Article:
Peppers, tomatoes, carrots and cucumbers, all chopped up over mixed greens. All the makings of a perfect salad. Right?
There might be an even better salad ingredient that you’re missing out on, says BreAnn Erickson, RDN, a registered dietitian nutritionist with the Digestive Health Institute in Shelton and Bridgeport.
“Watercress, which was recently named healthiest vegetable by the CDC, offers plenty of benefits that you won’t want to miss out on,” she says.
Watercress – a type of cabbage that grows in water – is similar to arugula, but with a more mild flavor. It’s commonly used as a base for a salad, with a tenderness that makes it easy to sauté or add to a sauce.
Here are three reasons to add more watercress to your diet.
1. It keeps you hydrated.
If reaching the “You Did It!” line on your motivational water bottle is starting to seem like a fantasy, you might need a new way to get extra water in your diet.
“Like most leafy greens, watercress can be a great way to improve hydration,” says Erickson. “In general, fruits and veggies add a lot of fluid to your diet. If you’re struggling to drink enough water every day, watercress might be the answer you’re looking for.”
2. It’s a great source of vitamins.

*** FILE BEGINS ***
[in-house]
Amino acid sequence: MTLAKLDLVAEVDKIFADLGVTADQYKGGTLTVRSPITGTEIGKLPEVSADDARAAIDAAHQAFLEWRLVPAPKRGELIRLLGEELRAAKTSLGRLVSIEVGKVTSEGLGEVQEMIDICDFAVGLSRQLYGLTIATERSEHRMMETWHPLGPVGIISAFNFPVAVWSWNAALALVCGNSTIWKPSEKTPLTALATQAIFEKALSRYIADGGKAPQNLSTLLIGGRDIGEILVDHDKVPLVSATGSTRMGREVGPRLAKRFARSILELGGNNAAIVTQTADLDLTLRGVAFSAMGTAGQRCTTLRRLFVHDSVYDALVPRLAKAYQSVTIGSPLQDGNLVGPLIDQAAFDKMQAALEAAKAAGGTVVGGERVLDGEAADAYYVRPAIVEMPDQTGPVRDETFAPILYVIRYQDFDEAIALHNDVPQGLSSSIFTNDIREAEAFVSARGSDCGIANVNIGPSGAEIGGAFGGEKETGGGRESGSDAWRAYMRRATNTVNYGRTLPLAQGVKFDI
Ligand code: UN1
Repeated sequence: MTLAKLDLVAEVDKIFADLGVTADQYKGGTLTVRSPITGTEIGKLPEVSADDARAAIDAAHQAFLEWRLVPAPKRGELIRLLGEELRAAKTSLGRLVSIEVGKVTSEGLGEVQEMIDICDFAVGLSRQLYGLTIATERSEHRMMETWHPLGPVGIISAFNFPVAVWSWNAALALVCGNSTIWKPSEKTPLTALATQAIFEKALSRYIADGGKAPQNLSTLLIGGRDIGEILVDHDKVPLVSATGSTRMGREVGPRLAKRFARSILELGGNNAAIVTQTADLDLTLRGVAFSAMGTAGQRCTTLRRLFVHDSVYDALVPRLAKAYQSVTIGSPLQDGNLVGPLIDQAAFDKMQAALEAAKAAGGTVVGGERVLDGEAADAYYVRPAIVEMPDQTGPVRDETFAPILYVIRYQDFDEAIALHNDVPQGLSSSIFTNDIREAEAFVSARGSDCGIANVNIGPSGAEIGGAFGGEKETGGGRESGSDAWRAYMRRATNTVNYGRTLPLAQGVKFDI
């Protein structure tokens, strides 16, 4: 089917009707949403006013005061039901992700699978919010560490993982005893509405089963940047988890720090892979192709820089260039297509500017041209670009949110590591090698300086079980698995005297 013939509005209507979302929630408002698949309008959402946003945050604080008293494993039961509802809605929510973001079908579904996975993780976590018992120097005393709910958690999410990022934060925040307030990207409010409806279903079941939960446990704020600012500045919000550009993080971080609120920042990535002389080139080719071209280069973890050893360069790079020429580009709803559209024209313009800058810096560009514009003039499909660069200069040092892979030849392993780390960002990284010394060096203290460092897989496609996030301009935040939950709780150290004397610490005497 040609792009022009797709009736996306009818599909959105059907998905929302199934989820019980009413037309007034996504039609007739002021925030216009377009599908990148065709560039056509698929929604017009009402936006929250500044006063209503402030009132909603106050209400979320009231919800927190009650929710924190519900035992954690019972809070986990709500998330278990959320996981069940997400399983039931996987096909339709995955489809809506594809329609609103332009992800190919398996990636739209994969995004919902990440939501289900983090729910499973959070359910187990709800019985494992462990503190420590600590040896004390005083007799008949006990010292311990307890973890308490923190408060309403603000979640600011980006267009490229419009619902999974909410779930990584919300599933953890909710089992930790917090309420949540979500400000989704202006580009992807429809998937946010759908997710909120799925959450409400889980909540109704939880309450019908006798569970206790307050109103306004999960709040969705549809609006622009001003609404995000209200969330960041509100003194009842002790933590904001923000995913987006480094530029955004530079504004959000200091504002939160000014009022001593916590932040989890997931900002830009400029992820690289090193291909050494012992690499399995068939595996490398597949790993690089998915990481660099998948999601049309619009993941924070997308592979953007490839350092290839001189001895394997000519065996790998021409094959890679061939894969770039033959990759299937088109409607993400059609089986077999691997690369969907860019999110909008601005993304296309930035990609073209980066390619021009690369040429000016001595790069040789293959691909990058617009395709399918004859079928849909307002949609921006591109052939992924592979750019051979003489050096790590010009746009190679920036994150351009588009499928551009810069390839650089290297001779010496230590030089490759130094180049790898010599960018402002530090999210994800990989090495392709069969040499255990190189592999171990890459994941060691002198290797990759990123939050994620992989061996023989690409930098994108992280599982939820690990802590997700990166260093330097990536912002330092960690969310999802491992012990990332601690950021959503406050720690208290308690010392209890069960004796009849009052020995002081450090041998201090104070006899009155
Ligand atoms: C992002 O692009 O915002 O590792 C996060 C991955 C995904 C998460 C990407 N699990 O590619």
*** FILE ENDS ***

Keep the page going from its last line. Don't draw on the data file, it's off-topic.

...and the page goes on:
Packed with nutrients, the vitamin content of watercress spans the alphabet.
“It’s an excellent source of vitamins A, C and K,” says Erickson. “This can help with bone health, blood clotting, vision, and immune health, to name just a few of the benefits.”
But that abundance of Vitamin K comes with a caution.
“People on blood thinners should be careful adding foods rich in Vitamin K to their diets. Foods like watercress, broccoli and asparagus could interfere with the effectiveness of those medications,” Erickson warns.
3. It can promote weight loss.
With all those nutrients and almost no calories, watercress can be a great addition to your weight loss plan.
“One cup of chopped watercress only contains four calories. For comparison, a cup of mixed greens has 71,” Erickson notes. “Even lettuce and spinach have twice as many calories as watercress.”
Erickson recommends adding watercress to your typical salad, or using it for sandwiches or wraps. Or, if you’re feeling adventurous, try adding it to a smoothie, soup or pesto.